In an attempt to confirm the feasibility of the treatment regimen and the reported results, the RADPLAT treatment protocol was applied in a phase 2B trial in the Netherlands Cancer Institute, Amsterdam, in 79 patients with advanced stage IV (mainly T4) head and neck carcinoma. In this article, we report the results of the accompanying study evaluating the quality-of-life (QOL) and functional outcomes of 50 consecutive patients entered in the first 1½ years of the RADPLAT trial, of whom the first-year follow-up results are available. Primary study end points, including survival, and locoregional and distant control in the total study population (N = 79) will be presented in a separate report.
Fifty consecutive patients diagnosed as having local stage IV head and neck cancer, enrolled in the RADPLAT protocol during the first 1½ years, participated in this QOL study. The study protocol was approved by the medical ethical committee, and written informed consent was obtained from patients before they entered the study.
Patient characteristics, including sites and stages, are shown in Table 1. Staging was accomplished according to the International Union Against Cancer (Union Internationale Contre le Cancer) staging system of 1997.16 Most patients had extensive T4 disease (n = 43), whereas 7 patients had T3 disease involving the base of tongue, in whom surgical resection would have required total glossectomy or glossolaryngectomy (considered functionally inoperable because of the devastating end result with respect to swallowing and speech). There were 37 men and 13 women with a mean age of 54 years (range, 41-70 years) and a follow-up of 1 year after initiating treatment. All patients had a history of excessive smoking and (social) alcohol consumption. Only 1 patient indicated that he had quit smoking 13 years before the cancer treatment. During the 1-year follow-up, 16 patients died of their disease or intercurrently (14 and 2 patients, respectively), 5 patients underwent salvage surgery, 2 patients could not be reached (returned to the Netherlands Antilles), and 1 patient refused categorically to be interviewed at the 6- and 12-month assessment points. For subgroup analysis, patients were divided into 2 groups: the "failure" group and the "1-year QOL" group. The patients who died within the first year or were treated for recurrent or residual disease were combined into the failure group. The 26 patients who completed the questionnaire at 12 months of follow-up were combined into the 1-year QOL group. The data for the remaining 3 patients (who were unavailable for follow-up) were used in the analysis, when available, but were excluded in the failure and 1-year QOL subgroup analysis.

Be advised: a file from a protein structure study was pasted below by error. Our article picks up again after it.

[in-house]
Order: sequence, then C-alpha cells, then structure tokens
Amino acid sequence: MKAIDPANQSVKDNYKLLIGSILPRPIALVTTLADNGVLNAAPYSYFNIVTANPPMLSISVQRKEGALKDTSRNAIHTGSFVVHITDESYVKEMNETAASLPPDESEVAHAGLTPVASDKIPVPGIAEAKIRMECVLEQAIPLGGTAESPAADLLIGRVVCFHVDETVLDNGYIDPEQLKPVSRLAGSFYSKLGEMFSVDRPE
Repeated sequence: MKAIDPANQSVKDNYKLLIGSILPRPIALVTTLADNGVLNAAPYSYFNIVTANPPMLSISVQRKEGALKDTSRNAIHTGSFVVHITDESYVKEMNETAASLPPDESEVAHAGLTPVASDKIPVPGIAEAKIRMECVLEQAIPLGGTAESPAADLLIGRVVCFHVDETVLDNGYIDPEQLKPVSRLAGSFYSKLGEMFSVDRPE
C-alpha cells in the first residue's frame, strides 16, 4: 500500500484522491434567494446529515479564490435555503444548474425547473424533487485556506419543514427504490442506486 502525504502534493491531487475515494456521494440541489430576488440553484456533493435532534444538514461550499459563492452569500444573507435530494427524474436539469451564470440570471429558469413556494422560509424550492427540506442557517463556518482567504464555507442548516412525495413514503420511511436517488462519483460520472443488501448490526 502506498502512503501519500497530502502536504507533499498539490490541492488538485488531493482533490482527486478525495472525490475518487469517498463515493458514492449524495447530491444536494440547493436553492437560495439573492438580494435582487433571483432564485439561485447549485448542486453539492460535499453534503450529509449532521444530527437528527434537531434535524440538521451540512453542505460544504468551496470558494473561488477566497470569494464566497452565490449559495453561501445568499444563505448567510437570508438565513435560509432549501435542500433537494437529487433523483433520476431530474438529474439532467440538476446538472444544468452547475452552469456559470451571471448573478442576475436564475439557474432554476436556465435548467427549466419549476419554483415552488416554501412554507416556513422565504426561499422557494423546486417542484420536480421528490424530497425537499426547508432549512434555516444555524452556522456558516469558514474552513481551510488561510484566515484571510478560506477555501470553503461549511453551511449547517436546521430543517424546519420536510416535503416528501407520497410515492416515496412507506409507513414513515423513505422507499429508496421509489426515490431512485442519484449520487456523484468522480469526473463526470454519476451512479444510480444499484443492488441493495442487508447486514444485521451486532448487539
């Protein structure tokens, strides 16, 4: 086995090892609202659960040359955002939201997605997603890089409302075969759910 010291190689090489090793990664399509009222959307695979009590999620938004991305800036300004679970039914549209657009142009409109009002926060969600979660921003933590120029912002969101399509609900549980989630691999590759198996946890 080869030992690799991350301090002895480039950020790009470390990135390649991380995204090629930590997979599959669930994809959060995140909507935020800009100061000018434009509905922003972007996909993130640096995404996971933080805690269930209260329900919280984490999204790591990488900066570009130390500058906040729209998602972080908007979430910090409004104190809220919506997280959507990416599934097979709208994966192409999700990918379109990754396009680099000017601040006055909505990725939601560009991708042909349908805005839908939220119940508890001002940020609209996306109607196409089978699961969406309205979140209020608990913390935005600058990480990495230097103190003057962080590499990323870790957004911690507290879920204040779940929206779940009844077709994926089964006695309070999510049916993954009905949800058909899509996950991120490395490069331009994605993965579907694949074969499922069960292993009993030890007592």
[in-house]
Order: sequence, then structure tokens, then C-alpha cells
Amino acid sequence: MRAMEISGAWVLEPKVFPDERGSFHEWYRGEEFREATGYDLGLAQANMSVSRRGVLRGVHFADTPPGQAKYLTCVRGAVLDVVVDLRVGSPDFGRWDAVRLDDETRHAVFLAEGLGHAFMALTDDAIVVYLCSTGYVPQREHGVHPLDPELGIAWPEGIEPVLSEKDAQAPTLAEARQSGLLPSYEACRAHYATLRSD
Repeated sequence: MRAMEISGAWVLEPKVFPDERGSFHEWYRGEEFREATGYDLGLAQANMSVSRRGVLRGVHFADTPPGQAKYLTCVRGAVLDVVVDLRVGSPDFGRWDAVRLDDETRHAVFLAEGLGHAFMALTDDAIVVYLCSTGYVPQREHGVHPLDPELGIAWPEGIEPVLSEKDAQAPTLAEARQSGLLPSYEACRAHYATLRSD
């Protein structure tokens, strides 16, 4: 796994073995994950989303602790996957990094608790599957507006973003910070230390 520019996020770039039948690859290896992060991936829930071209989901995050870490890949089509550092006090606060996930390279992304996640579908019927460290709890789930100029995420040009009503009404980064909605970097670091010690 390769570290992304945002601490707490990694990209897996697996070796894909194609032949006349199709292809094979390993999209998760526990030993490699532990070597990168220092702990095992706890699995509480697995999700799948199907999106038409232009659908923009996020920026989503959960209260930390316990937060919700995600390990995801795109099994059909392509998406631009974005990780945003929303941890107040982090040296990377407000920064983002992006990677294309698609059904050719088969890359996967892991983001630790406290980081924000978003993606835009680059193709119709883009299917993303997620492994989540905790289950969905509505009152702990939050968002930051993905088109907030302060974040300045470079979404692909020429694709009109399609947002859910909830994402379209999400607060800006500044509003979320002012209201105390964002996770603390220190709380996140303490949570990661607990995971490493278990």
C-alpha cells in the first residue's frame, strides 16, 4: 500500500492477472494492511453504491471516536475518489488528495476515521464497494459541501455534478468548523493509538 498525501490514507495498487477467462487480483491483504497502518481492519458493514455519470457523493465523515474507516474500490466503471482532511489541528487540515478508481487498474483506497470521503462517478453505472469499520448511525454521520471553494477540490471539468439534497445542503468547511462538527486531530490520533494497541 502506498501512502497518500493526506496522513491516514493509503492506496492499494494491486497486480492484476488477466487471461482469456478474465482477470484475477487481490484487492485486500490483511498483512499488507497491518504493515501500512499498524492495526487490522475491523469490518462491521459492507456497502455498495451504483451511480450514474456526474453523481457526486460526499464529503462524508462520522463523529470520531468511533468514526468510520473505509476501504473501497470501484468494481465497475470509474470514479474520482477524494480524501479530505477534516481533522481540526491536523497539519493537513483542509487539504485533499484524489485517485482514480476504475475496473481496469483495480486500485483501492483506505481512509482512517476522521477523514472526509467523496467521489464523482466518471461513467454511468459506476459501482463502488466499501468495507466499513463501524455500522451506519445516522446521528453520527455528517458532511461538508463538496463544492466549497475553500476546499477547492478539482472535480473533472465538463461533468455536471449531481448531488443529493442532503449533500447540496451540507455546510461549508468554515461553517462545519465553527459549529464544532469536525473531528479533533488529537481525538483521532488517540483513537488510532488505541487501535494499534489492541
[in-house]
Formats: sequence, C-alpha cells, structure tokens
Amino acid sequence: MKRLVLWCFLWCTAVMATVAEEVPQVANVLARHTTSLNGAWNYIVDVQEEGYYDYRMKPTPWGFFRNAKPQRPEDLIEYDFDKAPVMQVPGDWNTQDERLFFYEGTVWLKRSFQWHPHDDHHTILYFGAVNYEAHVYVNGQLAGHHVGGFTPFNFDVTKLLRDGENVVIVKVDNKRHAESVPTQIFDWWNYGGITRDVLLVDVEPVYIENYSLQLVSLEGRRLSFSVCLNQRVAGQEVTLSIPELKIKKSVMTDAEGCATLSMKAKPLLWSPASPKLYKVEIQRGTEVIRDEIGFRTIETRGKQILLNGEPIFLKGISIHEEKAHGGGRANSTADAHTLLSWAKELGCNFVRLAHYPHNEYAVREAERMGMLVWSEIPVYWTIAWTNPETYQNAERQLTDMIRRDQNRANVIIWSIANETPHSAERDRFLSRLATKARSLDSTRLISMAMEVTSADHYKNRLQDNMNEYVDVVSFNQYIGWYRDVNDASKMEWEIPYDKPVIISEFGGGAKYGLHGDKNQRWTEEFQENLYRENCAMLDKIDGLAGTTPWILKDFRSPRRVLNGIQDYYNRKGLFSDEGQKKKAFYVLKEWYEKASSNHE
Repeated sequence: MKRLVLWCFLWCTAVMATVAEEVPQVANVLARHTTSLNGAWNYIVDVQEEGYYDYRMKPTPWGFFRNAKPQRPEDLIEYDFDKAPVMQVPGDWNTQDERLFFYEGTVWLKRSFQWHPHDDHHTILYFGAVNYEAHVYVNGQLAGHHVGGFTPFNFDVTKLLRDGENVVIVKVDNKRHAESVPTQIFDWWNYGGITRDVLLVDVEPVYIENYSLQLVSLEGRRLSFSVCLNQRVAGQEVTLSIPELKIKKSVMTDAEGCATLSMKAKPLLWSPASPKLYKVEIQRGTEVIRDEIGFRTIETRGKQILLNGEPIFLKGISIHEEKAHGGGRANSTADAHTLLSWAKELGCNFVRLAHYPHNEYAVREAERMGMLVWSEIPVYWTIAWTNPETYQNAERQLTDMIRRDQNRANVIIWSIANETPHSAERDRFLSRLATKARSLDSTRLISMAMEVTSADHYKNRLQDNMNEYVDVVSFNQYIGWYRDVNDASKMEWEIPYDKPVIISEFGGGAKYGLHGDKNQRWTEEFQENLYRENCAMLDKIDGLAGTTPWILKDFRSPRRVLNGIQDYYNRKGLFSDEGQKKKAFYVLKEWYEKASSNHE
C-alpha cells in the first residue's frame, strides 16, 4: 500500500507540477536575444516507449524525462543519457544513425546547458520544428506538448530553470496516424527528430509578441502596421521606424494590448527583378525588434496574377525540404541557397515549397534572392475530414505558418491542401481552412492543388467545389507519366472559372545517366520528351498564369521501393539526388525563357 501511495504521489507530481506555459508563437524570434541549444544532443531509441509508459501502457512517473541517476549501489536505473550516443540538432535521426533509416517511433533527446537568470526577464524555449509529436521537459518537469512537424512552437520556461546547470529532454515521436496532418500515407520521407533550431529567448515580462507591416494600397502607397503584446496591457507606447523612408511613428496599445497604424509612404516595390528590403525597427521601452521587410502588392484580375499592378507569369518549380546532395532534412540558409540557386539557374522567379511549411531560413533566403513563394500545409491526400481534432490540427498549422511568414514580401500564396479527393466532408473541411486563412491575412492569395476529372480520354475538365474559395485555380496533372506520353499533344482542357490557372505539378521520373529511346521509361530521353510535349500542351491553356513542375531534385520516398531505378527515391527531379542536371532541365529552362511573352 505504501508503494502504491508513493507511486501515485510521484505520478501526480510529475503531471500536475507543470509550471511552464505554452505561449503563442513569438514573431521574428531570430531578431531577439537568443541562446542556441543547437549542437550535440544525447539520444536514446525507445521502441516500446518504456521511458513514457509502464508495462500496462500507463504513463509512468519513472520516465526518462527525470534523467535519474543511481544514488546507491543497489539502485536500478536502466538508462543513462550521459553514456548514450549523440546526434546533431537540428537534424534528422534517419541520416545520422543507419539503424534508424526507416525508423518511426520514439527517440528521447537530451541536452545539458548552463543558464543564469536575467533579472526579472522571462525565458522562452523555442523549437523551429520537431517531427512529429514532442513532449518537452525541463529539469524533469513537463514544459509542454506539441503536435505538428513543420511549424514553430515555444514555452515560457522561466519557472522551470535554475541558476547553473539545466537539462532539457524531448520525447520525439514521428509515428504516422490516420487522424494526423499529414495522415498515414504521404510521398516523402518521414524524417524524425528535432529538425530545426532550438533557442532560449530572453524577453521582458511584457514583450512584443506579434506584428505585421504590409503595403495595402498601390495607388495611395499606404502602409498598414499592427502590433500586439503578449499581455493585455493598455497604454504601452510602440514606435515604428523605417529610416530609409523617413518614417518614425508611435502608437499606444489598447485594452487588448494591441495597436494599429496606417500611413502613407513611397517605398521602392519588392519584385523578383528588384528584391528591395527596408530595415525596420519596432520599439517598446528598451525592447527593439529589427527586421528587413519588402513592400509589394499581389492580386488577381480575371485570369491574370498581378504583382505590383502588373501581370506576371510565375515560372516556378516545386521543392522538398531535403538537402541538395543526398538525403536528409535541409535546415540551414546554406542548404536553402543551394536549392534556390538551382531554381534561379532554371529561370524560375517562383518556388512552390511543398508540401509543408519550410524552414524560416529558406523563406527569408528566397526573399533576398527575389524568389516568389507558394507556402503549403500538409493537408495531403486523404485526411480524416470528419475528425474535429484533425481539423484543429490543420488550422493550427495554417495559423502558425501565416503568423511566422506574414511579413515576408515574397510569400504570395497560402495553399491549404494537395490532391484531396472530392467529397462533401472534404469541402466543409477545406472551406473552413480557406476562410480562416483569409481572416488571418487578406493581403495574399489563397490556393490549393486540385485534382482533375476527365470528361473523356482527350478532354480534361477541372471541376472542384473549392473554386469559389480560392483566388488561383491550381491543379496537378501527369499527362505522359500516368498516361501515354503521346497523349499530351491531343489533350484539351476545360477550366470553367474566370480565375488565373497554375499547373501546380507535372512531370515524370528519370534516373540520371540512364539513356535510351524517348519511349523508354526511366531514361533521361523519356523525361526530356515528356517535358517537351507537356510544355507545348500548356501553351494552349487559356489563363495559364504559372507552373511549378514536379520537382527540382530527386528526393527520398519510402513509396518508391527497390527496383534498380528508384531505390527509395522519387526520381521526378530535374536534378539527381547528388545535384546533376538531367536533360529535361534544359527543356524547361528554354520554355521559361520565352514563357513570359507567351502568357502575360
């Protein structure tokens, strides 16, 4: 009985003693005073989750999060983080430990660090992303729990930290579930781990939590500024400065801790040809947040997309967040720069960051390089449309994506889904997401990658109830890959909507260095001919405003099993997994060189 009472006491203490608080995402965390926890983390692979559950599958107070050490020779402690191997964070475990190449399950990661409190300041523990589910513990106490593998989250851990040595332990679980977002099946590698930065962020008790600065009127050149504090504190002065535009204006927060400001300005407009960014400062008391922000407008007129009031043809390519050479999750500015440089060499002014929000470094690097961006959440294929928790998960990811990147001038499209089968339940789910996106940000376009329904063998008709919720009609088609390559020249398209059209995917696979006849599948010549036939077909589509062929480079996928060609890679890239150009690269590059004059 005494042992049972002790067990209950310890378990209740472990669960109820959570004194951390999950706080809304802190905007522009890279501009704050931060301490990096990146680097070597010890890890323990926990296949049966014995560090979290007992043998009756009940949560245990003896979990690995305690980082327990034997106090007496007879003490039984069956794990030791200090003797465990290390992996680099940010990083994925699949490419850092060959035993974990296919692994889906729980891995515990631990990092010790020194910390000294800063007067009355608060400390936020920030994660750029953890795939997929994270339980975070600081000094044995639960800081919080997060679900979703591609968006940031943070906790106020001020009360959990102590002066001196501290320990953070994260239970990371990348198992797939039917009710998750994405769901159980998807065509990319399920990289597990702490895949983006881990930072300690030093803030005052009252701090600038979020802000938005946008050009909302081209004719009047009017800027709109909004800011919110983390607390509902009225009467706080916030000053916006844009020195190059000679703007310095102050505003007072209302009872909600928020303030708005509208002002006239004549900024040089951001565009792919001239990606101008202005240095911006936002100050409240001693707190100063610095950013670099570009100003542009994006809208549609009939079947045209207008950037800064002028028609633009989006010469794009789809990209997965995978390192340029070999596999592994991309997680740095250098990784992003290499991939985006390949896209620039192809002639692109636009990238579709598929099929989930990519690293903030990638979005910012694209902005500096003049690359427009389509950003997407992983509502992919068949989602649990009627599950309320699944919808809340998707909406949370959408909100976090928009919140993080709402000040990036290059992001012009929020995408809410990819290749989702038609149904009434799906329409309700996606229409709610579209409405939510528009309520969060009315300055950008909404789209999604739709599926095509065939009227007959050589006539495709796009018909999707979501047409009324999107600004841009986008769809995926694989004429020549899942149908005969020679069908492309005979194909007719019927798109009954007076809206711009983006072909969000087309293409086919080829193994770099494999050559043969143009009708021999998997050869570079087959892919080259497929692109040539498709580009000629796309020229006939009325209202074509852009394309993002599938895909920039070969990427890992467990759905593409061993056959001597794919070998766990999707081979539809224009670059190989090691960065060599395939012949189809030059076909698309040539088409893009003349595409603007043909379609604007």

In this feasibility study, the protocol of Robbins et al17 was followed. The treatment consists of cisplatin in a dose of 150 mg/m2 administered intra-arterially, with sodium thiosulfate given concurrently, first as an intravenous bolus injection and then continuously as an intravenous infusion, on days 2, 9, 16, and 23. The radiotherapy is given concomitantly in 35 daily fractions of 200 rad (2 Gy) to a total dose of 7000 rad in 7 weeks. Also, the QOL questionnaires incorporated in the aforementioned protocol were applied, to allow better comparison with the results obtained in previously reported studies. Therefore, the Dutch-Flemish translation of the Functional Assessment of Cancer Therapy–Head and Neck questionnaire (FACT-H&N) and the University of Washington (UW) questionnaire were used.18- 20 The interviews took place before treatment and at 3, 6, and 12 months after the onset of the treatment. The FACT-H&N questionnaire consists of 28 general and 11 head and neck–specific questions. Items, rated on a 0-to-4 point Likert scale, are combined to describe patient QOL in 6 subscales: physical well-being, social and family well-being, relationship with doctor, emotional well-being, functional well-being, and head and neck–specific symptoms. Higher scores on the various subscales represent a better QOL. To obtain additional, more detailed information, the UW QOL questionnaire was used, consisting of the following categories: pain, disfigurement, activity, recreation, employment, eating (chewing and swallowing), saliva (amount and texture), taste, and speech. All items are rated on a 5-point scale.20
For statistical analysis, the FACT-H&N items were combined into a more limited set of multiple-item scales, according to Likert's method of summated ratings.21 The reliability of the scales was assessed with Cronbach α.22 Differences over time within groups were tested with t tests for paired observations, and the 2-sample t test was used to compare differences between groups. The general linear models procedure was applied for repeated measures. Correlations were assessed by Pearson correlation coefficient. A 2-tailed P<.05 was considered statistically significant.